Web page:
§ 9. Mr. Blaker
asked the Secretary of State for Trade what recent discussions he has had with other EEC Ministers about the difficulties caused to British merchant shipping by unfair competition from shipping of the Soviet bloc.
§ 22. Mr. Goodlad
asked the Secretary of State for Trade when next he proposes to discuss shipping matters with his opposite number in the USSR.
§ 33. Mr. David Hunt
asked the Secretary of State for Trade what progress he can report on the measures proposed to counter the Soviet maritime threat.
§ Mr. Clinton Davis
The Transport Ministers Council last week adopted a decision limited to monitoring all liner activities on the trade routes from the EEC to East Africa and Central America. Regrettably there was no disposition to proceed at present with the development of counter-measures to meet unfair competition, such as the Soviet threat. I expressed the United Kingdom's disappointment and urged further consideration of this issue. I have no plans for further discussions with the Soviet Minister. There is no point in this until progress has been made in resolving some of the specific issues of concern to us.
§ Mr. Blaker
Is the Minister aware that the House will share his disappointment that the Ministers have limited themselves to gathering further informa- 12 tion about the unfair competition which is clearly already taking place and has been taking place for some time? Is it not likely to be the result that the shipping companies of member countries will suffer further damage in the interim before a decision is taken to act to stop this threat?
§ Mr. Davis
This is a point which I have made because I believe that the evidence already is overwhelming in this regard. However, colleagues in the EEC take the view that monitoring is an essential precondition of taking any defensive measures, if they find that defensive measures are called for as a result of that procedure. I think that this is a longwinded way of going about the matter.
§ Mr. Goodlad
If it is decided that further measures are necessary, what measures will the Minister recommend should be taken?
§ Mr. Hunt
Will the Minister explain why the decision makes no reference to the Soviet threat? Will he accept from this side our welcome of some of the words that he has uttered in answer to this question? However, will he please explain his reference to"further consultations "? What further consultations has he in mind?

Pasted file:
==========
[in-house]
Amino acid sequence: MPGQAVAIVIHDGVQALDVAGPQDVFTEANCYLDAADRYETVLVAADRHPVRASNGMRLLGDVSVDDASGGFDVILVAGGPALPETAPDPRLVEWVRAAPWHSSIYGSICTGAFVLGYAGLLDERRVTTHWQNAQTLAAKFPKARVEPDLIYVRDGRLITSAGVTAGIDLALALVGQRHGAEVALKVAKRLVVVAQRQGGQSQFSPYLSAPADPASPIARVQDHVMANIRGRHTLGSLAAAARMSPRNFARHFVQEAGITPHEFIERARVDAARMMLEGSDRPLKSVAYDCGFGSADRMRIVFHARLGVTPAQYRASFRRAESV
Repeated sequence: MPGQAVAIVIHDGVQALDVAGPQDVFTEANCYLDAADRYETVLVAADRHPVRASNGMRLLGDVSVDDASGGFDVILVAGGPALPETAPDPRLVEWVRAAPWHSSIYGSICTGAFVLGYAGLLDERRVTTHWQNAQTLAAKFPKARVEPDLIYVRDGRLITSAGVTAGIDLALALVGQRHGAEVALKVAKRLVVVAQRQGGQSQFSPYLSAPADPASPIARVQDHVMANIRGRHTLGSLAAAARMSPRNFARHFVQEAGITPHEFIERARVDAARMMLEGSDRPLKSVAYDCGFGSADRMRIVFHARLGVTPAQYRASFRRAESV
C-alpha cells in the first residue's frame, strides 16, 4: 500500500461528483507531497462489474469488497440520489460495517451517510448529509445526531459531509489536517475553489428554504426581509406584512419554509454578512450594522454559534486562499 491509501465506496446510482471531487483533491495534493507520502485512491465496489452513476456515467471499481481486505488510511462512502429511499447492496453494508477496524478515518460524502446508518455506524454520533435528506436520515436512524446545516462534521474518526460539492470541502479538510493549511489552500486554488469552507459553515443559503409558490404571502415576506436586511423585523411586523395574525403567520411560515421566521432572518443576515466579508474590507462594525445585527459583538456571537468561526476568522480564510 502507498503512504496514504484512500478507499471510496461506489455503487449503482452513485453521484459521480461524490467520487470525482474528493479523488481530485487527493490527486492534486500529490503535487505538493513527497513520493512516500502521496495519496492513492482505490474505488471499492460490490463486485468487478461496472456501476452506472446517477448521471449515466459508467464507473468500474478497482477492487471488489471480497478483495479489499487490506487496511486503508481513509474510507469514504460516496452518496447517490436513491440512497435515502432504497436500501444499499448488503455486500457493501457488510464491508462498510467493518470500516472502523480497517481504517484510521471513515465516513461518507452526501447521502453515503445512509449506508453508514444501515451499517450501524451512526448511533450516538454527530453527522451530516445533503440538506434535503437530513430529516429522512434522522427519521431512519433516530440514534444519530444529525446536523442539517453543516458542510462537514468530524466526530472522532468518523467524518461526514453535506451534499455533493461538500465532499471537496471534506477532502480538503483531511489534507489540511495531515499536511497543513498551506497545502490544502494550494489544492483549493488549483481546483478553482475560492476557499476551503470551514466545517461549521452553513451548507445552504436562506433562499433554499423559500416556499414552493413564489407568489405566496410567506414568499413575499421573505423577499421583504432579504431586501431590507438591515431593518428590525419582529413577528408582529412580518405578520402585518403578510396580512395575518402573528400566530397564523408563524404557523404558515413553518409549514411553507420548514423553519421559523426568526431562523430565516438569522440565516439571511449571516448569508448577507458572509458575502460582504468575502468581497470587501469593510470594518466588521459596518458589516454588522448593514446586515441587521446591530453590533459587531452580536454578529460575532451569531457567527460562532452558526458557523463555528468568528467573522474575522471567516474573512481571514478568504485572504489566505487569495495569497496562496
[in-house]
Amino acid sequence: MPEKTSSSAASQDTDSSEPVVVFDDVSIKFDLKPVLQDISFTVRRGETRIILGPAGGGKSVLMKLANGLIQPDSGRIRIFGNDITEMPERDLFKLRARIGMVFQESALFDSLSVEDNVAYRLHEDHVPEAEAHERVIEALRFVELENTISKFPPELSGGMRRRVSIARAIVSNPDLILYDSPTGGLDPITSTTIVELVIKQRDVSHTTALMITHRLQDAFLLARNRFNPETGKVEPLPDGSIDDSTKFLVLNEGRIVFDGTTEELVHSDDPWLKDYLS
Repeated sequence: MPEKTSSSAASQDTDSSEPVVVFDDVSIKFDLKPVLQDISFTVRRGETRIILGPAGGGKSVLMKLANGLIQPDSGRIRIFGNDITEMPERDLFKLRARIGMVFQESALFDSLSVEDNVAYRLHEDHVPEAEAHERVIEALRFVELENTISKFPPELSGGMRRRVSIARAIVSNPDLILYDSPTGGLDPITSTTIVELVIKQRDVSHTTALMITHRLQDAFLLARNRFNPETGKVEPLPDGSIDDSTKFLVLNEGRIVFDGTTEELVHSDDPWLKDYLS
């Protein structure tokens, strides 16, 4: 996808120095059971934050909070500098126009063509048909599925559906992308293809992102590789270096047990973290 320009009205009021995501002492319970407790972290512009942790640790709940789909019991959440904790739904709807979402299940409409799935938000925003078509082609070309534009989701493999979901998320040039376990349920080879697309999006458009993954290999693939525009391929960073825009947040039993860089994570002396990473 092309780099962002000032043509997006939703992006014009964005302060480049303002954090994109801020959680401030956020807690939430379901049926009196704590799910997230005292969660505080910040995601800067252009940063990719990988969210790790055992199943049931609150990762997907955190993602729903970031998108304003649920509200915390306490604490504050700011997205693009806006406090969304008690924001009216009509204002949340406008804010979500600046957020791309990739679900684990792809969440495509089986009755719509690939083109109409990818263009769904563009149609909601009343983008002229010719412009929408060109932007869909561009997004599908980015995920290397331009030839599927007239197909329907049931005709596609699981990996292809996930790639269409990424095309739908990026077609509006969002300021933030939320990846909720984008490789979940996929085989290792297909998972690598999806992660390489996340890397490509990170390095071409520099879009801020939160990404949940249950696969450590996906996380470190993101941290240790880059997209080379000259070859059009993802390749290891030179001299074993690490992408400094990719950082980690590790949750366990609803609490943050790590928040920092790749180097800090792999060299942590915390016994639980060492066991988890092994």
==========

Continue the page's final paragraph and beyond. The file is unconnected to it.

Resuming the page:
§ Mr. Davis
The omission of the specific Soviet threat is not a matter of our making. I have consistently tried to persuade colleagues in the EEC to use precisely those terms. The question of consultation will proceed before the next Transport Ministers Council and it will at my request cover a study—I hope I shall be able to persuade the Commission to undertake a study—of the defensive measures which need to be taken. Unless we get that right, I do not think that we have any real chance of securing an accommodation with the Soviet Union, which is what I want.
§ Mr. Litterick
What, if anything, does the Minister's Department know of the relationship between the cartelised freight charges now being made by our shipping 13 organisations and the actual costs to them of running their ships?
§ Mr. Davis
The conference system, which I think my hon. Friend is seeking to impugn, meets the approval not only of the shipowners but of the shippers whom they are intending to serve. There is a large shipper element in these discussions. If they felt that unfair advantage was being taken by the shipowners in the operation of the conference system, they would be the first to complain.
§ Mr. Adley
Since the Minister has described the EEC's efforts as longwinded, is there not a case for this country taking unilateral action on this matter, as the French have done, for example, over the oil measures? Is there anything in the Treaty of Rome which would prevent us from taking unilateral action?
§ Mr. Davis
It is not a question of the Treaty of Rome: it is a question whether such action would be useful and rational. I believe that if we did that, all that would happen is that we would expose ourselves to the blast of possible counter-measures by the Soviet Union without anybody else in Europe suffering. I simply do not believe that it is reasonable for us to adopt a unilateral design in this matter.
§ Mr. Parkinson
The Minister has already said that difficulties are being caused to our shipping industry by the Soviet bloc. He claims that it is difficult for us to take unilateral action. There is one unilateral action that we could take, and that is to cancel the Polish shipping order, which will result in dumped cut-price competition for our shipping industry and which was decided exclusively by his Government.
§ Mr. Davis
Uncharacteristically, the hon. Member has taken a totally irrelevant point. I am talking about the Soviet threat. Generally, when the Poles are members of conferences they adhere to the rules of conferences and there is much less difficulty in that regard. I think that the hon. Member's suggestion would promote further unemployment in the shipbuilding industry, which is a view that we on this side do not share.